FIFA World Cup Draw 2018
There are some fascinating meetings ahead in the group stages of the 2018 FIFA World Cup, with several high-ranking teams set to do battle in the hope of progressing. 2014 World Cup winners and current holders Germany are drawn against Sweden and Mexico in Group F.
England have been handed an extremely difficult tie against Belgium in Group G. In Group B, Spain and reigning European champions Portugal are drawn together, while in group E Brazil face Costa Rica and Serbia. France, meanwhile, will play Australia and Denmark, and Argentina are set to lock horns with Iceland, Croatia and Nigeria.
Where and When Was the World Cup Finals Draw Made?
The draw for the FIFA 2018 World Cup Finals took place on December 1st 2017, in the spectacular and ornate surroundings of the Kremlin, in Moscow. The State Kremlin Palace – built in 1961 and holding around 6000 people – is no stranger to such lavish and stately events – having hosted concerts by the likes of Elton John, Pavarotti and Cher in recent years.
Eagerly anticipated by football fans the world over, the draw itself was broadcast live on numerous digital TV channels, as well as being streamed online. The group draw, which was attended by Russian President Vladimir Putin, FIFA President Gianni Infantino, and a host of dignitaries from the world of international football – including former Argentina World Cup-winning playmaker Diego Maradona – was a fine example of the kind of glittering ceremony now deemed necessary to mark such an important and auspicious occasion. Also in attendance, as the draw was made, was England manager Gareth Southgate, who commented afterwards on England’s chances: ‘We were knocked out by Costa Rica in the World Cup, and we were knocked out by Iceland in the European Championships, both of whom we were expected to beat – so we have to handle that tag of being favourites, and we have to make sure our preparation is spot on’.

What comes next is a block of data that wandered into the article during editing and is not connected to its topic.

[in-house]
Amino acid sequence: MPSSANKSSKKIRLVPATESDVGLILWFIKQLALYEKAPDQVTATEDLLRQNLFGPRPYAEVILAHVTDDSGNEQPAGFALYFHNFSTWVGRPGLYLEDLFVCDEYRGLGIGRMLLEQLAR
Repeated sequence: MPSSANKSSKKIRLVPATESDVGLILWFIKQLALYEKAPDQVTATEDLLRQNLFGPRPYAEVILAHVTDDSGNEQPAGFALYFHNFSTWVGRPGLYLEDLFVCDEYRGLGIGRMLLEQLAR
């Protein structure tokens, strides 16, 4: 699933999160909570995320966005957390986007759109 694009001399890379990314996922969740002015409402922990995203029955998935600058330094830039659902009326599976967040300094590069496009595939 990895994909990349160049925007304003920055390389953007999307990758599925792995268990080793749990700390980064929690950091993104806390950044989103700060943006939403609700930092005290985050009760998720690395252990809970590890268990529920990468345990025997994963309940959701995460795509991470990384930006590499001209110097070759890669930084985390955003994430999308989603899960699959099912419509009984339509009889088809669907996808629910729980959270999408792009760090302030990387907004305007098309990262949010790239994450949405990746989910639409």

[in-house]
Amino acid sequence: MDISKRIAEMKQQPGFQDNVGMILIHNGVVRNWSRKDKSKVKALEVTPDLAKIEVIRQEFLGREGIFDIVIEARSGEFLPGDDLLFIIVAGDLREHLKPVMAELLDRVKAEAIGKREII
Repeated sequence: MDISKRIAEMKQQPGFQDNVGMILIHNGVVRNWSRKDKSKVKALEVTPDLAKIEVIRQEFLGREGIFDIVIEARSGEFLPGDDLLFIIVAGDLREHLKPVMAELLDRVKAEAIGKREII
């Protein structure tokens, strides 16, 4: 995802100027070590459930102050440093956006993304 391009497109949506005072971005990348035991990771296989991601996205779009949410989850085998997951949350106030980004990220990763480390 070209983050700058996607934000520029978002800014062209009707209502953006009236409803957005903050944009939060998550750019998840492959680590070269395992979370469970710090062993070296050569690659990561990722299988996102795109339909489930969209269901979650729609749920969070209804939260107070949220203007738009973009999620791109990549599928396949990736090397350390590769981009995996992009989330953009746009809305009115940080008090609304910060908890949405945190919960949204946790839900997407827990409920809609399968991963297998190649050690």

How Did the World Cup Draw Work?
The draw for the World Cup group stages featured only the teams who made it through the preceding qualifying rounds, as well as Russia – who qualified automatically as hosts when they were awarded the chance to stage the competition back in 2010.
The top teams from the European qualifying rounds all made it through to the World Cup Finals draw, with the eight best runners-up going into four play-off matches (played over two legs). These four play-off winners also progressed to the Finals group stage draw. In addition, there were the teams who progressed from the other various football confederations: Africa (CAF) had five qualifying-group winners; Asia (AFC) had two group-winning teams and two runners-up (with the best of the third-placed teams going to an ‘intercontinental play-off’); from North, Central America and the Caribbean (CONCACAF) the top three nations qualified – with the fourth going to another play-off.
From Oceania (OFC), the overall winner progressed to another play-off, while from South America (CONMEBOL) the top four teams automatically progressed – with the fifth featuring in yet another two-legged intercontinental play-off. From these 32 qualifying nations, the 2018 World Cup Finals draw was made – with the teams each allocated one of four separate pots based on their official FIFA rankings. F
From these pots, the teams were drawn into eight separate groups of four teams – with each team to play the others in its group. Only the top two teams from each of these miniature leagues will progress to the knockout stages.
Which Teams Have Qualified for the World Cup?
The list of qualifiers for the 2018 World Cup Finals includes many of the expected big-name teams. Brazil, for example, who have won the tournament an astonishing five times, will feature, alongside their South-American rivals Argentina – captained by five-time Ballon d’Or winner Lionel Messi.
Brazil and Argentina will be joined by fellow CONMEBOL nations Columbia, Uruguay and Peru. From Europe, England, Germany and Spain are joined by France, Portugal, Serbia, Poland, Belgium and Iceland – with Italy notably missing out this year.
The play-off winners from the European qualifiers were Switzerland, Croatia, Denmark and Sweden. From Africa, Tunisia, Nigeria, Morocco, Senegal and Egypt were the nations to qualify, while from Asia, Iran, South Korea, Japan and Saudi Arabia are the teams to have made it through.
From the CONCACAF federation, which includes Central America and the Caribbean, the USA have failed to progress beyond the qualifiers – with Costa Rica, Mexico and Panama being the ones to make it through. Finally, there are the winners of the intercontinental play-offs (Australia – who defeated Honduras over two legs), and host nation Russia – who make up the 32 teams in total.